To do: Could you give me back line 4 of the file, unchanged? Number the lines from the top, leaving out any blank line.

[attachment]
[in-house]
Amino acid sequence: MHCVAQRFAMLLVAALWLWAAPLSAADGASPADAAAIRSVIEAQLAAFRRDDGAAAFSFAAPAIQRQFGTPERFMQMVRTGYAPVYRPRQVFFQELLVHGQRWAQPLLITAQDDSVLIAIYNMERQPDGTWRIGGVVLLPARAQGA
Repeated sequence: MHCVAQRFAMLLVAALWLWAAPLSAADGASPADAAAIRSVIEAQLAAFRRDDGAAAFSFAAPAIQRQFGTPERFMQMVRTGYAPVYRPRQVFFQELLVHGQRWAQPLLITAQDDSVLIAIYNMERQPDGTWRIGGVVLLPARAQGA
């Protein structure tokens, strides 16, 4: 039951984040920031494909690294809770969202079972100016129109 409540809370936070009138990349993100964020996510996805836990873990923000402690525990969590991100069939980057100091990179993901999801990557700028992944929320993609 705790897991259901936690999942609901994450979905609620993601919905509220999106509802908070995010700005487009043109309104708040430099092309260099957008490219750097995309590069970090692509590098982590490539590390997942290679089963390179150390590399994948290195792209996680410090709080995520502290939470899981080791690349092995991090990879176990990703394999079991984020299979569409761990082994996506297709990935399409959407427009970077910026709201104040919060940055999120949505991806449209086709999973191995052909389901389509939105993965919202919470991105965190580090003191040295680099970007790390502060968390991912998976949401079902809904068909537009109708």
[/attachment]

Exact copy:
């Protein structure tokens, strides 16, 4: 039951984040920031494909690294809770969202079972100016129109 409540809370936070009138990349993100964020996510996805836990873990923000402690525990969590991100069939980057100091990179993901999801990557700028992944929320993609 705790897991259901936690999942609901994450979905609620993601919905509220999106509802908070995010700005487009043109309104708040430099092309260099957008490219750097995309590069970090692509590098982590490539590390997942290679089963390179150390590399994948290195792209996680410090709080995520502290939470899981080791690349092995991090990879176990990703394999079991984020299979569409761990082994996506297709990935399409959407427009970077910026709201104040919060940055999120949505991806449209086709999973191995052909389901389509939105993965919202919470991105965190580090003191040295680099970007790390502060968390991912998976949401079902809904068909537009109708």